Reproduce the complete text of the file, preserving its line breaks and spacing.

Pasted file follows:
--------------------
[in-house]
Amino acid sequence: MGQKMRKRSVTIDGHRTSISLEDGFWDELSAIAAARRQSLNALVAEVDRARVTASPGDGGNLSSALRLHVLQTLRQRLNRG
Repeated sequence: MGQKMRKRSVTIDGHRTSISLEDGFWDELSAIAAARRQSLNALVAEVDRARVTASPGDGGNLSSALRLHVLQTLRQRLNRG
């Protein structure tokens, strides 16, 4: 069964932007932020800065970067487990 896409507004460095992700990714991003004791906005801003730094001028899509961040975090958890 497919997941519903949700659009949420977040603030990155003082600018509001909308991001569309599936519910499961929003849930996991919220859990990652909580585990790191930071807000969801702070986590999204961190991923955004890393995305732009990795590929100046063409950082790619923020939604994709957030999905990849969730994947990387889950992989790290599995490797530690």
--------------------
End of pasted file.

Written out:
[in-house]
Amino acid sequence: MGQKMRKRSVTIDGHRTSISLEDGFWDELSAIAAARRQSLNALVAEVDRARVTASPGDGGNLSSALRLHVLQTLRQRLNRG
Repeated sequence: MGQKMRKRSVTIDGHRTSISLEDGFWDELSAIAAARRQSLNALVAEVDRARVTASPGDGGNLSSALRLHVLQTLRQRLNRG
């Protein structure tokens, strides 16, 4: 069964932007932020800065970067487990 896409507004460095992700990714991003004791906005801003730094001028899509961040975090958890 497919997941519903949700659009949420977040603030990155003082600018509001909308991001569309599936519910499961929003849930996991919220859990990652909580585990790191930071807000969801702070986590999204961190991923955004890393995305732009990795590929100046063409950082790619923020939604994709957030999905990849969730994947990387889950992989790290599995490797530690």